Members of the US Secret Service scan guests arriving at Valerie Jarrett’s house.
Yesterday the House Oversight Committee heard extensive testimony establishing that the Obama administration refused requests for heightened security from Ambassador Christopher Stevens and his aides in Libya. The requests were made just weeks before Stevens and three other Americans were murdered in a terrorist attack timed to coincide with the anniversary of September 11.
House testimony also established beyond any doubt that Obama, Secretary of State Hillary Rodham Clinton, White House spokesman Jay Carney, and UN Ambassador Susan Rice all made untrue statements when they attributed the attack to angry protests over an anti-Muslim video.
Eric Nordstrom, the man responsible for U.S. Embassy security in Libya, told Congress the Obama Administration decided to “hope everything would” change for the better rather than provide additional security. “So when I requested resources, when I requested assets, instead of supporting those assets, I was criticized,” Nordstrom said. “There was no plan. And it was hope that everything would get better.”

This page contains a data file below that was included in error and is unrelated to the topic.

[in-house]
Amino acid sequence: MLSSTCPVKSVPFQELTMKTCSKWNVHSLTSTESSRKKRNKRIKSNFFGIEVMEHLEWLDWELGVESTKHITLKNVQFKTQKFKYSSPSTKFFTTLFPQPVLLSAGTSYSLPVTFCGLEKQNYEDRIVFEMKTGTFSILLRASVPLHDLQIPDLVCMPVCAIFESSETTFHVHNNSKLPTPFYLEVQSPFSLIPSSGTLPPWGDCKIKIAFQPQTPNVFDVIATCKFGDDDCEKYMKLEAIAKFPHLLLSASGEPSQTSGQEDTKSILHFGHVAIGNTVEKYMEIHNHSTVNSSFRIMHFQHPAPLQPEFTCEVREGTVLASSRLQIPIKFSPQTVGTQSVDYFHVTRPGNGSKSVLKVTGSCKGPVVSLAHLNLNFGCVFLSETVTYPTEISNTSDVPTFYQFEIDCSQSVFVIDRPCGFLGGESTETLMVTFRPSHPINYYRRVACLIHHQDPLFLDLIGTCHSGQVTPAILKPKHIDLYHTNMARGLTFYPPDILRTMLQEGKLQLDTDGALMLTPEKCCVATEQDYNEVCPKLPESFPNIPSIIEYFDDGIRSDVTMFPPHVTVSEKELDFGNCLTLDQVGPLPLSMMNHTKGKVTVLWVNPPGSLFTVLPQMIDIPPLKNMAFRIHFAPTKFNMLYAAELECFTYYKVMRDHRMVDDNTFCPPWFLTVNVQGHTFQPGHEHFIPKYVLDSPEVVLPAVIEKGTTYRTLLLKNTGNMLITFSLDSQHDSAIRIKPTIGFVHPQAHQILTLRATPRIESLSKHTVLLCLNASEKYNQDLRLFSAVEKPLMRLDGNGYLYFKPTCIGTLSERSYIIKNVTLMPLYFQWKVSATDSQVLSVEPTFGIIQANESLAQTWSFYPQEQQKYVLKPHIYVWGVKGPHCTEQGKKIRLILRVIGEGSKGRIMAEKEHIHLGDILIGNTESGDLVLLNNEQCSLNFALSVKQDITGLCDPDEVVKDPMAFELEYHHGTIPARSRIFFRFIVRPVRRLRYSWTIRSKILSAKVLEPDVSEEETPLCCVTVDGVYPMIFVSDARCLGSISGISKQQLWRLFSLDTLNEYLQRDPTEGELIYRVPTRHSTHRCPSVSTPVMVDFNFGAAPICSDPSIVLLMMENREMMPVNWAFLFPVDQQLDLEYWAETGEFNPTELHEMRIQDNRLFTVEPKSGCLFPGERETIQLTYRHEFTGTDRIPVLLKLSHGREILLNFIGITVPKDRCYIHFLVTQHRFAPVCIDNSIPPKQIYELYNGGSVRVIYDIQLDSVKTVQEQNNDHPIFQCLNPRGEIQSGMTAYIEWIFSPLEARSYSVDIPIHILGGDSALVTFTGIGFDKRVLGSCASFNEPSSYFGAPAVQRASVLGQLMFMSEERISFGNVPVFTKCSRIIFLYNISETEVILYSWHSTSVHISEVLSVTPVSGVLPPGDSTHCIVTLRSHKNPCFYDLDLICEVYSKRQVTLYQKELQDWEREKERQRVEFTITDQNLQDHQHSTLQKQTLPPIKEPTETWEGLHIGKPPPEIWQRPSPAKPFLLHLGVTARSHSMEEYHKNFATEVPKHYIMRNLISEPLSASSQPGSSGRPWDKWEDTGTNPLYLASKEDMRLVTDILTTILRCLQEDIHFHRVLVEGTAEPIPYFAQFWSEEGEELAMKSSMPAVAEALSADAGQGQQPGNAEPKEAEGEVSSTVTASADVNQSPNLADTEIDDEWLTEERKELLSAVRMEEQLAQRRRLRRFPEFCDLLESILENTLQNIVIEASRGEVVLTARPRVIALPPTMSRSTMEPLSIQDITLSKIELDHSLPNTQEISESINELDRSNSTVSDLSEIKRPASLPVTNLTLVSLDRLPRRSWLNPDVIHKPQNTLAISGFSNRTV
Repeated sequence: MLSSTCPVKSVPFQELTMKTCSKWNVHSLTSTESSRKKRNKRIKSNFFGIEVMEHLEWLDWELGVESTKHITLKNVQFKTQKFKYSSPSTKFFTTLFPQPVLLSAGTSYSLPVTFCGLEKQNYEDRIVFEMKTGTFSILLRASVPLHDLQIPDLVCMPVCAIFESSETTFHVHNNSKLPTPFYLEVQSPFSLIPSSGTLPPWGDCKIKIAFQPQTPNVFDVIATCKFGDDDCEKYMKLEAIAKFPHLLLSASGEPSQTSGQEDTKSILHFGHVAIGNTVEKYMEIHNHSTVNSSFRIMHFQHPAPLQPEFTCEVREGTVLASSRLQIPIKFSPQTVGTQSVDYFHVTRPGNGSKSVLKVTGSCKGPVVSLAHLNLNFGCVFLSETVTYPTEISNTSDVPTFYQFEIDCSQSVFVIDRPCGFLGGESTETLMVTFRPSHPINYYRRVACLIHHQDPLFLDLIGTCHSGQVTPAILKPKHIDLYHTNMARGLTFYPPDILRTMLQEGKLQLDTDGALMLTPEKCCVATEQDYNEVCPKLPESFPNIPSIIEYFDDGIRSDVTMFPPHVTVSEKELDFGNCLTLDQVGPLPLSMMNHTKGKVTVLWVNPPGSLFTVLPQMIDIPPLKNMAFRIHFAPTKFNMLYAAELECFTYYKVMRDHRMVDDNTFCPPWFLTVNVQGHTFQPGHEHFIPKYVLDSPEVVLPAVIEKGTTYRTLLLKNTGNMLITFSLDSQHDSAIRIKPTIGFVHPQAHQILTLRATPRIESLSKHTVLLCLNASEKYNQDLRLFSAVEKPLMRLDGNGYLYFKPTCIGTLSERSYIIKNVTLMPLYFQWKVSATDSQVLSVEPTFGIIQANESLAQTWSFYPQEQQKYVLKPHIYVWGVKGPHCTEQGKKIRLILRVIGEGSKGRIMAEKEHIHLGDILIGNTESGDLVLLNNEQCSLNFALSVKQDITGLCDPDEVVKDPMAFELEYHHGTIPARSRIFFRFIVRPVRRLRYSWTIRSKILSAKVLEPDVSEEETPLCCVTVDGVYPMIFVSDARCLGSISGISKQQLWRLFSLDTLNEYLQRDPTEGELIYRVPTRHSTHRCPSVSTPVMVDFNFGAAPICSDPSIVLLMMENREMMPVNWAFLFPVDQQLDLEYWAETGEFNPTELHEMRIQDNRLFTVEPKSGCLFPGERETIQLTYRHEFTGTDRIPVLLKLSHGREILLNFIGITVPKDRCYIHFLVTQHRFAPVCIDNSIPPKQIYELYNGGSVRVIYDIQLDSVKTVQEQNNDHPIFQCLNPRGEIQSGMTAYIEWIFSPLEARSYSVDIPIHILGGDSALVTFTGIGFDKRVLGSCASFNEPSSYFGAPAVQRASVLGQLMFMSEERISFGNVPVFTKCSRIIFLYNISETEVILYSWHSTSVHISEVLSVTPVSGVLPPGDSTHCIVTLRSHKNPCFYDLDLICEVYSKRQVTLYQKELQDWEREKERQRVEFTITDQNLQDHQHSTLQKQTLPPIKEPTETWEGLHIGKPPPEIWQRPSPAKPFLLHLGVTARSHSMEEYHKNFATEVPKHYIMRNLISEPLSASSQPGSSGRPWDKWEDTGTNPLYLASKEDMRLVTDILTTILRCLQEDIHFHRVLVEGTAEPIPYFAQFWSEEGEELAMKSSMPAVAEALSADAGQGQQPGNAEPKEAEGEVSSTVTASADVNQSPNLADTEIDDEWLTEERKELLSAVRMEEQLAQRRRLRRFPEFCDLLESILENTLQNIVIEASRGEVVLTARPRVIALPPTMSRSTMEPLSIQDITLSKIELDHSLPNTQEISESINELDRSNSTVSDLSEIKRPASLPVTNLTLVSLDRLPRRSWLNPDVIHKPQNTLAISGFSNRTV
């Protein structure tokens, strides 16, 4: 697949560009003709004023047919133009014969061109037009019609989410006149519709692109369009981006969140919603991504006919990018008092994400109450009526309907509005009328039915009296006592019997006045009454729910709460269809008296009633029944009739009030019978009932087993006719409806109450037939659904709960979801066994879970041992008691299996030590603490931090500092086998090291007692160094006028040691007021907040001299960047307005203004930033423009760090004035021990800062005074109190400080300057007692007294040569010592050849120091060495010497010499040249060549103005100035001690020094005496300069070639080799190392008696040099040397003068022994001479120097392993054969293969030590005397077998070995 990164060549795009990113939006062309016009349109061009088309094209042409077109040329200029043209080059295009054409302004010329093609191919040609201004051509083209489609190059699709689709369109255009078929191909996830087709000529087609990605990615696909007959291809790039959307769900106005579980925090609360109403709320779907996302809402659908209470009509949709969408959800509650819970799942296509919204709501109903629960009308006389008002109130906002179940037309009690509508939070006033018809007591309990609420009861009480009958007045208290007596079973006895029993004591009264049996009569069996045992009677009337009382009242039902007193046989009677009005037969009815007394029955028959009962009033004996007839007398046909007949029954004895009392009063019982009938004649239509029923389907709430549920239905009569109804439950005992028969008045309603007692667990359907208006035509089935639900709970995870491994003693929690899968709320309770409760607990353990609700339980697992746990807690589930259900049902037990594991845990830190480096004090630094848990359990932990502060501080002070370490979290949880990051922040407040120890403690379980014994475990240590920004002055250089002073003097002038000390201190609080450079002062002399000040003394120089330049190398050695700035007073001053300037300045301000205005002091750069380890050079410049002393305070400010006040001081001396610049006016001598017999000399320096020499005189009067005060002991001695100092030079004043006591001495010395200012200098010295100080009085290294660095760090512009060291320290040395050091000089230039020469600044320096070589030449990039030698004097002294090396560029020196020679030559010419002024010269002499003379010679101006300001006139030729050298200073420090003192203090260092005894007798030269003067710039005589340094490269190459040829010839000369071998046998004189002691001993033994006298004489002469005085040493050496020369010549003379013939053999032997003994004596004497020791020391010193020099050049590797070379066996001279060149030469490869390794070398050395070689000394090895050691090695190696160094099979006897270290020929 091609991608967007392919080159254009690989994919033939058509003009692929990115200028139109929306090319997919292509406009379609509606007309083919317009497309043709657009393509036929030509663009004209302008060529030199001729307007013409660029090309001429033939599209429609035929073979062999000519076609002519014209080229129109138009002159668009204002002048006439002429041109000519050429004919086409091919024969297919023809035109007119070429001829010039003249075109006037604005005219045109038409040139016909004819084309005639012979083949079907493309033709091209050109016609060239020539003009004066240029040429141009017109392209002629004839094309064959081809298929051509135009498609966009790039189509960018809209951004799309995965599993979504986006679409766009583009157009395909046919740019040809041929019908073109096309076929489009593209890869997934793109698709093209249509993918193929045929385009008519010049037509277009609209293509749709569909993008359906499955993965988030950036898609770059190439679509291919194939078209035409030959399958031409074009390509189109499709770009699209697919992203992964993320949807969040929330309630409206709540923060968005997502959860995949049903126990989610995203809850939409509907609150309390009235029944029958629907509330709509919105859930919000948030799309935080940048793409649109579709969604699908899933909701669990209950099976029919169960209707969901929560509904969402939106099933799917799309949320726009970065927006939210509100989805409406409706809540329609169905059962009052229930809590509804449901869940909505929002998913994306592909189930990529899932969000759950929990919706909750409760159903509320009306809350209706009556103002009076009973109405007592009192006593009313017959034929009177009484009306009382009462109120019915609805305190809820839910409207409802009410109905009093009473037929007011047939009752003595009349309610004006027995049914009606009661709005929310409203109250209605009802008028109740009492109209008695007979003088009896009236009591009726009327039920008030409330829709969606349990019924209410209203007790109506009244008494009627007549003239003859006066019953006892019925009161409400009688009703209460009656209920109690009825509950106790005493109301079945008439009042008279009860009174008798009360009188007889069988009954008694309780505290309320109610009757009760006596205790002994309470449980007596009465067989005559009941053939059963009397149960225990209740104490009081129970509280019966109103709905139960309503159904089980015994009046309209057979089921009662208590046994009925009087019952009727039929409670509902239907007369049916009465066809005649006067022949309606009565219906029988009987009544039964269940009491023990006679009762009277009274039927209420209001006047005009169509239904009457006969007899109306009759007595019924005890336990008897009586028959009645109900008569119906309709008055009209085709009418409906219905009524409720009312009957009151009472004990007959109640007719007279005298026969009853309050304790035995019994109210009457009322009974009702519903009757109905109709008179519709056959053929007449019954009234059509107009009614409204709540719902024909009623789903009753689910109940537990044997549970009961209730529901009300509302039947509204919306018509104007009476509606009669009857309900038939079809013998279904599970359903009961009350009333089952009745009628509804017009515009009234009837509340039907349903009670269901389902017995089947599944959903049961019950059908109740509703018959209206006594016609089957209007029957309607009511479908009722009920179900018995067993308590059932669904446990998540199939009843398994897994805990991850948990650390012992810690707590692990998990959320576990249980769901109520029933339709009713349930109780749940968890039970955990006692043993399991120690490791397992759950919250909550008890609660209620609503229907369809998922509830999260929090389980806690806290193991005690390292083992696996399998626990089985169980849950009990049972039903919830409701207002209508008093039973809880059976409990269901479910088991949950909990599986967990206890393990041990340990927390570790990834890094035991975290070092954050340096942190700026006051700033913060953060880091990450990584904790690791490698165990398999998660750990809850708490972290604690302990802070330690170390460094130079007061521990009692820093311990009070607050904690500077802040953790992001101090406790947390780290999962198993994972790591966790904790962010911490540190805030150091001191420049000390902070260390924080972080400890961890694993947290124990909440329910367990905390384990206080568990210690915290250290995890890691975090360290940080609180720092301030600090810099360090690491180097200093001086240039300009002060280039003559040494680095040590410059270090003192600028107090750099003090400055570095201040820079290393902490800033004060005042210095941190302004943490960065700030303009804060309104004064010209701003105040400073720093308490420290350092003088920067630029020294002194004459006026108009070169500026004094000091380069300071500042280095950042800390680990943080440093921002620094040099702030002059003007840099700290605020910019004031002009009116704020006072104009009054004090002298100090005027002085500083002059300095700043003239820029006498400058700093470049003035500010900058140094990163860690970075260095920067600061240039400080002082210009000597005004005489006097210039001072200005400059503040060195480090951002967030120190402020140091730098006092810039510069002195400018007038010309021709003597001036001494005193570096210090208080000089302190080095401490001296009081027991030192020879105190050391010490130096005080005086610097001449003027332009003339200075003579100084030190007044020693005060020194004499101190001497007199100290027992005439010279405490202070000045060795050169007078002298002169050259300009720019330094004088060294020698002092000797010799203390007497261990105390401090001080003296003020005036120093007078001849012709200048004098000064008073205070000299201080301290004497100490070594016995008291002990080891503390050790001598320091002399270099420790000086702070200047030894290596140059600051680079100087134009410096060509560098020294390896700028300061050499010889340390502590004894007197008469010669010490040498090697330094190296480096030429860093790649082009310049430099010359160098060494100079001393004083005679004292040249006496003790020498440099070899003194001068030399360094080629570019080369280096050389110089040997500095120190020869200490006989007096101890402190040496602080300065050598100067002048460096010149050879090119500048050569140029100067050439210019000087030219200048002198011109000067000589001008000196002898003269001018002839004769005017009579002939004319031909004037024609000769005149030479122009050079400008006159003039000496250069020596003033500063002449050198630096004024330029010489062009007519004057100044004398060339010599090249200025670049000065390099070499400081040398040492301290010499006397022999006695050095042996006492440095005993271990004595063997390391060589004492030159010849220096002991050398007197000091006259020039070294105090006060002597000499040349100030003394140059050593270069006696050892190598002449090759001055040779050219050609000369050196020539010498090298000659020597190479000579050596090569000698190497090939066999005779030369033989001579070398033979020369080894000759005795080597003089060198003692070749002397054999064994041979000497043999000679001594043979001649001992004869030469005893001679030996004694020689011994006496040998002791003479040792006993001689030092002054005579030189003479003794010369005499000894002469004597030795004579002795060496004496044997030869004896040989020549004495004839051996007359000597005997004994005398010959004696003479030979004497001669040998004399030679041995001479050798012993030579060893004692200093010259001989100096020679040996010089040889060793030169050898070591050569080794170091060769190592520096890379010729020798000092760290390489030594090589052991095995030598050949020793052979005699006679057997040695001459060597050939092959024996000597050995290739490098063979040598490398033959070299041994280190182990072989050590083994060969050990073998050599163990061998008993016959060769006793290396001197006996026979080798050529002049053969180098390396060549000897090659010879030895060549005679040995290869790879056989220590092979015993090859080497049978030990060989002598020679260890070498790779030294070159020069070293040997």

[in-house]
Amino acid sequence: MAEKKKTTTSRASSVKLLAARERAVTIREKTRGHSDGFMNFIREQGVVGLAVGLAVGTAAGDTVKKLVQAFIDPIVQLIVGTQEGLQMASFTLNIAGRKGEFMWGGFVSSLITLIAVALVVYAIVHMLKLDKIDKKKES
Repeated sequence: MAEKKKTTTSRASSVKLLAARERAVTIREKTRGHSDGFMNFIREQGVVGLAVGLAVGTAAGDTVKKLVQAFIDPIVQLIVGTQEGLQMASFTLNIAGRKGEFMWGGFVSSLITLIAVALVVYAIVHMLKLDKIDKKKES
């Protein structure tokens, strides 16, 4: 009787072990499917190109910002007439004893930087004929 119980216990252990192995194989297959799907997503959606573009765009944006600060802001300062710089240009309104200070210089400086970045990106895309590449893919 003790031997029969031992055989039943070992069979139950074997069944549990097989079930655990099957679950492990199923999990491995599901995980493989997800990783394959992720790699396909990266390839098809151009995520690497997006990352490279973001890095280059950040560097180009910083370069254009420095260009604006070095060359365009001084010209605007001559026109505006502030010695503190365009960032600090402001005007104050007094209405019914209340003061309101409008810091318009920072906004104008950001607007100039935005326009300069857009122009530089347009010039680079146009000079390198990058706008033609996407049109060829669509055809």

Somehow despite all of the “security funding cuts,” Obama senior adviser Valerie Jarrett receives full time 24/7 protection from 6 Secret Service agents.
Another F-35 Lightning II flew for the first time today and this week the UK received its first F-35. The UK is the first foreign customer but more than 25 countries have expressed interest in buying the planes.
It is fastest, smartest and most advanced plane to ever fly. Its infrared tracking is so precise, it picks up its own shadow … from 45,000 feet in the air.
The United States plans to buy a total of 2,443 aircraft and they will provide the bulk of the tactical airpower for the Air Force, Marine Corps and Navy over the coming decades. The fighter jet was developed and produced at Lockheed Martin’s Fort Worth plant.
This is the busiest day of the year for the USS Constitution. It was authorized in 1794 as one of the original six Navy frigates, and was expected to have a service life of ten to fifteen years. It is still in commission today.
The frigate has 44 guns and was granted its name by President George Washington. Its 1797 launching ceremony was attended by President John Adams.
America’s founders were not isolationists and President Thomas Jefferson dispatched the ship to battle the Barbary pirates (the terrorists of that era) in Tripoli Harbor. President James Madison sent the ship back into battle during the War of 1812.
The British burned the White House and the U.S. Capitol, but the Constitution helped turned the tide. It earned the nickname “Old Ironsides” when it defeated five British ships. It had 13 cannonballs implanted in its hull, but none made it through.